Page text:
Ruhl, Batista - HDirector Joyce Piven uses the space beautifully, crafting spatial relationships to build tension between characters that explode when they finally come together. Solyony (Jay Reed), the play’s most combustible character, hates everything and never backs down from an argument, his intense misery venturing into comedic territory in its exaggeration. His love for Irina, a love shared by Baron Tuzenbach (Andy Hager), is unreturned by the youngest sister, who is more concerned with discovering fulfilling work than a man. Batista gives an emotionally resonant performance, especially as Irina begins to understand the kind of work available to her in town, but there’s a maturity in her voice and carriage that takes away from the character’s youthful energy. There is an early moment when Vershinin describes the sisters’ old home in Moscow and the older two’s faces become teary-eyed at the memory while Irina struggle to recapture the image, likely too young to truly remember. It’s a small moment, but it helps solidify her position in the trinity.

It’s a good time to be a Chekhov fan in Chicago. Goodman’s The Seagull (our review ★★★★) as the theatrical theory and situational humor, while Three Sisters eloquently showcases Chekhov’s philosophical genius and occasionally nihilist world view. As the lights go down on the three sisters standing united against the world, it’s like they are watching Moscow burn before their very eyes. The power of these three women together is the play’s beauty, the reality of their circumstance its tragedy.

   
   
Rating: ★★★
 
 

Smith, Nofs-Snyder - H

Cast:

Ravi Batista* (Irina)
Saren Nofs-Snyder (Masha)
Joanne Underwood (Olga)
Brent T. Barnes (Kulygin)
Dave Belden (Andrei)
Marcus Davis (Fedotik)
Kevin D’Ambrosio (Ferapont)
John Fenner Mays (Chebutykin)
Andy Hager (Tuzenbach)
Amanda Hartley (Natasha)
Jacob Murphy (Rode)
Jay Reed (Solyony)
Kathleen Ruhl (Anfisa)
Dan Smith (Vershinin)
Susan Applebaum (Understudy – Anfisa)

 

Production Staff:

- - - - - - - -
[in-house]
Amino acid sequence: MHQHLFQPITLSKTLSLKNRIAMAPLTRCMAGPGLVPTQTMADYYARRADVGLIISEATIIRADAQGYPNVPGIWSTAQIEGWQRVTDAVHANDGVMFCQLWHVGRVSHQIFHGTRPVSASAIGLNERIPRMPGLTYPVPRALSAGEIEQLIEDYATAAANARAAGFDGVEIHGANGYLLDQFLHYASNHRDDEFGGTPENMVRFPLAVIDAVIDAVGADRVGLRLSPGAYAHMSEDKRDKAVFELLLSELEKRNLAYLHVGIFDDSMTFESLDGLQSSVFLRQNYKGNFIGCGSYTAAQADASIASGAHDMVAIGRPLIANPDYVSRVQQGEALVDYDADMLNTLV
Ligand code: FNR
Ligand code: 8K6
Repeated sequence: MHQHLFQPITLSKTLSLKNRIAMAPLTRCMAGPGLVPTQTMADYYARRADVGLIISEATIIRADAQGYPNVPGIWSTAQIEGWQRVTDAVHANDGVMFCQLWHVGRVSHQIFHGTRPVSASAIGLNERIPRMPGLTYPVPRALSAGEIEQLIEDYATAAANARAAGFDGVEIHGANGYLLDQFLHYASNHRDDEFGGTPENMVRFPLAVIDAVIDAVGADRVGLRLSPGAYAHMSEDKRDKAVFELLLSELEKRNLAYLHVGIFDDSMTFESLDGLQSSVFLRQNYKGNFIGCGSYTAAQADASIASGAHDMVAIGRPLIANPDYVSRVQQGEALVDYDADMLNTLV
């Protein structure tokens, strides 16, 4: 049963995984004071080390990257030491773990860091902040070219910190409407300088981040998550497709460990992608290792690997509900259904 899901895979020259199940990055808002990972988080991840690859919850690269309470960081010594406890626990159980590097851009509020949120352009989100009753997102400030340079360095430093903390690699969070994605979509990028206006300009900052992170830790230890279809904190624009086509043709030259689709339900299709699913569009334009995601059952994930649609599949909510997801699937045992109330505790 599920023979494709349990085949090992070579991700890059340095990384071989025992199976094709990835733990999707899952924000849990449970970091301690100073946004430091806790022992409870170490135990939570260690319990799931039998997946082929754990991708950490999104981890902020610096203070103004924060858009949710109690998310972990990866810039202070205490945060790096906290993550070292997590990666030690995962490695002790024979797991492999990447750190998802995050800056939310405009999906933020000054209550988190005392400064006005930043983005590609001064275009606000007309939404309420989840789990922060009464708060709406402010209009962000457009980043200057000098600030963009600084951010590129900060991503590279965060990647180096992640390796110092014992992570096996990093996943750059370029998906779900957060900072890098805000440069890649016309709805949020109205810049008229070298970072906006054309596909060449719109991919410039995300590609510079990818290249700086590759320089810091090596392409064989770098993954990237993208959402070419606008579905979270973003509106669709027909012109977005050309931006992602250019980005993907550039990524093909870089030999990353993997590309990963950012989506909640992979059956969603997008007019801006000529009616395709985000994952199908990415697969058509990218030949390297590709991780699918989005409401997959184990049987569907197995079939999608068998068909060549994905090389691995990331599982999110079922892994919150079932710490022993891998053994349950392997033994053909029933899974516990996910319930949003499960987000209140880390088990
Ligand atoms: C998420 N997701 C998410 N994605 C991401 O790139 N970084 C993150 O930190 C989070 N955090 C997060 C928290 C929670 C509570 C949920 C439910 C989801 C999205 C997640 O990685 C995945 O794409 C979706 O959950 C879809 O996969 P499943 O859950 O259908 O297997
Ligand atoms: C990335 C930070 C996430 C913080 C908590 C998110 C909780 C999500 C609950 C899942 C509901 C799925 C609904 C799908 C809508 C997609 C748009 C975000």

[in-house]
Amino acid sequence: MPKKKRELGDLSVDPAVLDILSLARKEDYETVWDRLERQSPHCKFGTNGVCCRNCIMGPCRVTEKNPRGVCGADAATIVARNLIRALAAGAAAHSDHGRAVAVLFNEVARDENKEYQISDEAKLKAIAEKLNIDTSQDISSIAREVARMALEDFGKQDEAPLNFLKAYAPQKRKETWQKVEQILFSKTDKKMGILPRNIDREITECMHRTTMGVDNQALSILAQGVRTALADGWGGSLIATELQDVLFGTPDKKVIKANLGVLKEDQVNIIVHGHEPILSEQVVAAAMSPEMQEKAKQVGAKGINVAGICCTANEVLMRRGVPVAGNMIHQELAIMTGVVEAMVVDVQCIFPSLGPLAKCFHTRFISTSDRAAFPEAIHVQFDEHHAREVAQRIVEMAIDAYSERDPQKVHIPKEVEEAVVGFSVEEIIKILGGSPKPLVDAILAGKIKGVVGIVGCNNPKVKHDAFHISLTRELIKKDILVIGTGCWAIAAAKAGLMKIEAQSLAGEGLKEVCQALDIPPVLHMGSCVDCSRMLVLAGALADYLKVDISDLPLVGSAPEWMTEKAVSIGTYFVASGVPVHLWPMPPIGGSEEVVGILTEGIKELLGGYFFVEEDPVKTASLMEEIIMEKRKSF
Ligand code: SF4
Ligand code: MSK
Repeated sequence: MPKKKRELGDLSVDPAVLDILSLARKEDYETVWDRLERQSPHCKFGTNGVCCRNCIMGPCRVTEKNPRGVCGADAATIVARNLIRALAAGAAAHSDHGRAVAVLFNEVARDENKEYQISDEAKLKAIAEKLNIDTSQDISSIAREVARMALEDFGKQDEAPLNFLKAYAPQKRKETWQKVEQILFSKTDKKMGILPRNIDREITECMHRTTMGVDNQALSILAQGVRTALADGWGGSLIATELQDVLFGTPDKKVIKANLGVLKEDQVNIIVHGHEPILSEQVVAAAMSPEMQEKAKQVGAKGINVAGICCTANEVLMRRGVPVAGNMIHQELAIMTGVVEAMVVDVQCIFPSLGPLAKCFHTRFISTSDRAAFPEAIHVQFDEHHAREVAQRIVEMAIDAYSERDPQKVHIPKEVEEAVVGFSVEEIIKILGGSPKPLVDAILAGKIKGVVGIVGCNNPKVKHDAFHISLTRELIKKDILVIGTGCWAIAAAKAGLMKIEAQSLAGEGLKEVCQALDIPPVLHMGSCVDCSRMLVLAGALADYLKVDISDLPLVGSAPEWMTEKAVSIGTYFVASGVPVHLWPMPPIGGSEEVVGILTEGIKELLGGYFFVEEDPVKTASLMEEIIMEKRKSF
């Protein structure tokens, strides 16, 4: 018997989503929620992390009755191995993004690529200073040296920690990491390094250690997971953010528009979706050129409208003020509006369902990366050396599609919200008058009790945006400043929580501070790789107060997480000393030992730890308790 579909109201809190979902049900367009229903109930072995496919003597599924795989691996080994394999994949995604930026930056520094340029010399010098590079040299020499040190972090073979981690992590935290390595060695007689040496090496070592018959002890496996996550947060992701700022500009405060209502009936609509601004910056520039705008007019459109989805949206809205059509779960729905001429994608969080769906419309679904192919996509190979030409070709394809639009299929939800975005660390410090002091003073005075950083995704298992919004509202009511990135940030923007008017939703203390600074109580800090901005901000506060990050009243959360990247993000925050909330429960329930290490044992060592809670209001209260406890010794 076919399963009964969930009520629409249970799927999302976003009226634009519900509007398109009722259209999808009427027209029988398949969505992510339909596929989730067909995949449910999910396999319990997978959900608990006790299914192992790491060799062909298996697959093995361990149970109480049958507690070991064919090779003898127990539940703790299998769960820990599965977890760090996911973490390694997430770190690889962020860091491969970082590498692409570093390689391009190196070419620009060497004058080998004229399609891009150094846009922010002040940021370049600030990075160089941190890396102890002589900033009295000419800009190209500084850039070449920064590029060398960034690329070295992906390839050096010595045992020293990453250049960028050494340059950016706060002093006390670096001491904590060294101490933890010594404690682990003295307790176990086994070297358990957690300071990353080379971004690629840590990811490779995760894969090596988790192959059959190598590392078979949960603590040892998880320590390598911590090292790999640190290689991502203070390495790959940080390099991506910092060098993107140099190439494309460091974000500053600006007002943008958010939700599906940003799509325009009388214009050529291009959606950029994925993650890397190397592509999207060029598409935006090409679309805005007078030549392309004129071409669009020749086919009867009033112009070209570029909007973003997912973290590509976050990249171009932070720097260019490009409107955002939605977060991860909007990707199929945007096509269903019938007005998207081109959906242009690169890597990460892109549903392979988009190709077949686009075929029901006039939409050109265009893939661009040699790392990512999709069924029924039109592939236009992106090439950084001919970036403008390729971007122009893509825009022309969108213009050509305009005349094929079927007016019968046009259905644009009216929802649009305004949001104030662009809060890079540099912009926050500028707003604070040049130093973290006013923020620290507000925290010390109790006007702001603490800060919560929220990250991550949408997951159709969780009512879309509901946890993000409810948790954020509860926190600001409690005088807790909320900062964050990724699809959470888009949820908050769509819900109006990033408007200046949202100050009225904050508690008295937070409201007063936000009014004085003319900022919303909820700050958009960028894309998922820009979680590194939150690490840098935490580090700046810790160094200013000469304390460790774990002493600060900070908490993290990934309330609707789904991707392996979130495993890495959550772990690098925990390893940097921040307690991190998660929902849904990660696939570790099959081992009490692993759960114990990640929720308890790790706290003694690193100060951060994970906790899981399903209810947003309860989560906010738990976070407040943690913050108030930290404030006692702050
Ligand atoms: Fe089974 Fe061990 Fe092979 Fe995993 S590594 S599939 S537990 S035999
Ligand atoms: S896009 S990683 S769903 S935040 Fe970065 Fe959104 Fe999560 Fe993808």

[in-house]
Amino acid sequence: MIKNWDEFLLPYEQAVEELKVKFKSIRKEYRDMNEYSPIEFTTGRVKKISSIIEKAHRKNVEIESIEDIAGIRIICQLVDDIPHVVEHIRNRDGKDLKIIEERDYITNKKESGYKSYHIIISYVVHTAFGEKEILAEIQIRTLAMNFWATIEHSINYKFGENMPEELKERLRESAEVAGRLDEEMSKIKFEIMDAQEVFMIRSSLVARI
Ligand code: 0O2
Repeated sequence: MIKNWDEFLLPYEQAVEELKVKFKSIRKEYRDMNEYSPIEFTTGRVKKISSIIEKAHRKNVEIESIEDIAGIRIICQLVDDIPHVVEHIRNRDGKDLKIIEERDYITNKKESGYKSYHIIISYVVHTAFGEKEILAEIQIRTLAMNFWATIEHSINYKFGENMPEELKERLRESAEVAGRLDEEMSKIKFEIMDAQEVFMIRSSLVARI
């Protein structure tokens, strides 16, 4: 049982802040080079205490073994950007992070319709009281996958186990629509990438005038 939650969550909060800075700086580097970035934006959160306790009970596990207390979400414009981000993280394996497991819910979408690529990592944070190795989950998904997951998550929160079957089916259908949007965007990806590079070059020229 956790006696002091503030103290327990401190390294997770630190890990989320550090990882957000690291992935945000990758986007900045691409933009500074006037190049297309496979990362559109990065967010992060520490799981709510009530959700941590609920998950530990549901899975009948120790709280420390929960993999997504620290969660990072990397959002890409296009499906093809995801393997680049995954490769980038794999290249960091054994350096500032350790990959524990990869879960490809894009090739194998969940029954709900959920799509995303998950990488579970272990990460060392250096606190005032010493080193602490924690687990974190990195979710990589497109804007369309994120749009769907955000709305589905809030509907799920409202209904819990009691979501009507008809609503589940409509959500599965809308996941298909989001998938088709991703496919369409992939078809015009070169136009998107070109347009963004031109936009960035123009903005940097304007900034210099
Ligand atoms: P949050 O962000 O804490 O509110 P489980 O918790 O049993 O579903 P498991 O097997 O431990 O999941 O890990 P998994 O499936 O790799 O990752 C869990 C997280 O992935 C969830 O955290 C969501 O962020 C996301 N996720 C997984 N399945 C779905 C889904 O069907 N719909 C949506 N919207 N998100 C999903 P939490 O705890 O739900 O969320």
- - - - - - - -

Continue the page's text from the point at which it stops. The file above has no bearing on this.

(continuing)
Producer: Jodi Gottberg
Production Stage Manager: Wendy Woodward*
Scenic Design: Aaron Menninga
Technical Director: Bernard Chin
Lighting Design: Andrew Iverson & Alex Bradford Ruhlin
Costume Design: Bill Morey
Composition & Sound Design: Collin Warren
Sound Engineer: Alex Bradford Ruhlin
Properties Design: Jesse Gaffney
Asst. Director & Dramaturg: Stephen Fedo
Asst. Stage Manager: Chad Duda
Asst. to the Director: Skye Robinson Hillis
Costume Assistant: Melissa Ng
Production Intern: Nathaniel Williams

* Member, Actors Equity Association

Nofs-Snyder, Batista, Underwood - H

October 30, 2010 | 0 Comments More

Non-Equity Jeff Awards Winners

Looks like there were a few big winners at the Non-Equity Jeff Awards given out last night, including 5 total awards given to Lifeline Theatre for The Island of Dr. Moreau. Another 4 awards were given to Theo Ubique for their intimate production of Cabaret.

Special Non-Equity Jeff Awards were given out to Raven Theatre’s founders – Michael Menendian and JoAnn Montemurro.

Congratulations to all!

 

Non-Equity Jeff Awards Winners

Production – Play
The Island of Dr. MoreauLifeline Theatre

Production – Musical
Jerry Springer – The OperaBailiwick Repertory Theatre
1776Signal Ensemble Theatre

Ensemble
MachosTeatro Luna

Director – Play
Greg KolackcolumbinusRaven Theatre

Director – Musical
Fred AnzevinoCabaretTheo Ubique Theatre Company i/a/w Beverle Bloch & Michael James

New Work
Teatro Luna & Coya PazMachos – Teatro Luna

New Adaptation
Robert KauzlaricThe Island of Dr. Moreau – Lifeline Theatre

Actress in a Principal Role – Musical
Elizabeth LanzaCan-CanCircle Theatre

Actress in a Principal Role – Play
Vanessa GreenwayThe Constant WifeGriffin Theatre Company

Actor in a Principal Role – Musical
Jeremy TragerCabaret – Theo Ubique Theatre Company i/a/w Beverle Bloch & Michael James

Actor in a Principal Role – Play
Sam WoottenGross Indecency: The Three Trials of Oscar WildeBohemian Theatre Ensemble

Actress in a Supporting Role – Musical
Danielle BrothersCabaret – Theo Ubique Theatre Co. i/a/w Beverle Bloch & Michael James

Actress in a Supporting Role – Play
Kathleen RuhlDolly West’s KitchenTimeLine Theatre Company

Actor in a Supporting Role – Musical
Jeremy RillJerry Springer – The Opera – Bailiwick Repertory Theatre

Actor in a Supporting Role – Play
Hans FleischmannIn a Dark Dark HouseProfiles Theatre
Ron WellsA Prayer for My DaughterMary-Arrchie Theatre Company

Scenic Design
Michael Menendian & Leif OlsenThe Night of the Iguana – Raven Theatre

Costume Design
Elizabeth Shaffer An Ideal Husband – Circle Theatre

Lighting Design
Kevin D. GawleyThe Island of Dr. Moreau – Lifeline Theatre

Sound Design
Stephen PtacekFaster – the side project

Choreography
Brenda DidierThe Life – Bohemian Theatre Ensemble

Original Incidental Music
Victoria DeIorioThe Island of Dr. Moreau – Lifeline Theatre
Gregor Mortis & Mikhail Fiksel A Lie of the MindStrawdog Theatre Company
Kevin O’Donnell The NutcrackerThe House Theatre of Chicago

Music Direction
Joshua Stephen Kartes Cabaret – Theo Ubique Theatre Co i/a/w Beverle Bloch & Michael James

Mask Design
Kimberly G. MorrisThe Island of Dr. Moreau – Lifeline Theatre

June 10, 2008 | 0 Comments More